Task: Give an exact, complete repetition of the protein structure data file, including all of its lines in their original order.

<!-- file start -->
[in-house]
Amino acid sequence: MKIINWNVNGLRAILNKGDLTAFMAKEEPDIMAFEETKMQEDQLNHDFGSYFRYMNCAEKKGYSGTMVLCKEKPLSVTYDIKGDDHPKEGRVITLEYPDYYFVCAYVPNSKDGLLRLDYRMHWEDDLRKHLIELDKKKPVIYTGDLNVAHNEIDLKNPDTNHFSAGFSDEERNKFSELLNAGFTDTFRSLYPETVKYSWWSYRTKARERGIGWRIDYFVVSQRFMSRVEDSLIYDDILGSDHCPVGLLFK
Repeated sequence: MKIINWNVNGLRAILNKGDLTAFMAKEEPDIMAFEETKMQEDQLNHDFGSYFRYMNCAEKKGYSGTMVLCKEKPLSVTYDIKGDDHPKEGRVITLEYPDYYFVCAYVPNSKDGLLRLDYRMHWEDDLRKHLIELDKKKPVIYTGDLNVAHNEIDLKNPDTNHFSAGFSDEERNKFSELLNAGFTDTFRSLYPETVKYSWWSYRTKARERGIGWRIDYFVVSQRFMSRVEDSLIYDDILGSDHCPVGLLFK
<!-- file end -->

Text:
[in-house]
Amino acid sequence: MKIINWNVNGLRAILNKGDLTAFMAKEEPDIMAFEETKMQEDQLNHDFGSYFRYMNCAEKKGYSGTMVLCKEKPLSVTYDIKGDDHPKEGRVITLEYPDYYFVCAYVPNSKDGLLRLDYRMHWEDDLRKHLIELDKKKPVIYTGDLNVAHNEIDLKNPDTNHFSAGFSDEERNKFSELLNAGFTDTFRSLYPETVKYSWWSYRTKARERGIGWRIDYFVVSQRFMSRVEDSLIYDDILGSDHCPVGLLFK
Repeated sequence: MKIINWNVNGLRAILNKGDLTAFMAKEEPDIMAFEETKMQEDQLNHDFGSYFRYMNCAEKKGYSGTMVLCKEKPLSVTYDIKGDDHPKEGRVITLEYPDYYFVCAYVPNSKDGLLRLDYRMHWEDDLRKHLIELDKKKPVIYTGDLNVAHNEIDLKNPDTNHFSAGFSDEERNKFSELLNAGFTDTFRSLYPETVKYSWWSYRTKARERGIGWRIDYFVVSQRFMSRVEDSLIYDDILGSDHCPVGLLFK